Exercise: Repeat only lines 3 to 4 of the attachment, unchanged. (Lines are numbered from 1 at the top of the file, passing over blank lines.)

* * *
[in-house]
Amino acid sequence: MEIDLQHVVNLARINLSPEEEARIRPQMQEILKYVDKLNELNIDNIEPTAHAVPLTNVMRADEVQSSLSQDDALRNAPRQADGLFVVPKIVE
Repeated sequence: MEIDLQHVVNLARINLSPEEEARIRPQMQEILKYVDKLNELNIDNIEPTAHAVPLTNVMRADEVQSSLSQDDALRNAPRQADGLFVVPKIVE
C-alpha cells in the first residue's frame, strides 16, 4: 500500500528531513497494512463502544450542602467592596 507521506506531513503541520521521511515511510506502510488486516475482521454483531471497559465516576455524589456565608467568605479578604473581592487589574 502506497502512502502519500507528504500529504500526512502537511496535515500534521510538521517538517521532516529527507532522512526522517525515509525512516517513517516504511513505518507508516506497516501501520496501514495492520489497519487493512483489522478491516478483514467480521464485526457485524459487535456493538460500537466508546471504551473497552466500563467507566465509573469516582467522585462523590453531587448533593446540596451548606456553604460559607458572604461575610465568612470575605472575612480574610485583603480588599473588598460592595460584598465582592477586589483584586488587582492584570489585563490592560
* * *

Repeated sequence: MEIDLQHVVNLARINLSPEEEARIRPQMQEILKYVDKLNELNIDNIEPTAHAVPLTNVMRADEVQSSLSQDDALRNAPRQADGLFVVPKIVE
C-alpha cells in the first residue's frame, strides 16, 4: 500500500528531513497494512463502544450542602467592596 507521506506531513503541520521521511515511510506502510488486516475482521454483531471497559465516576455524589456565608467568605479578604473581592487589574 502506497502512502502519500507528504500529504500526512502537511496535515500534521510538521517538517521532516529527507532522512526522517525515509525512516517513517516504511513505518507508516506497516501501520496501514495492520489497519487493512483489522478491516478483514467480521464485526457485524459487535456493538460500537466508546471504551473497552466500563467507566465509573469516582467522585462523590453531587448533593446540596451548606456553604460559607458572604461575610465568612470575605472575612480574610485583603480588599473588598460592595460584598465582592477586589483584586488587582492584570489585563490592560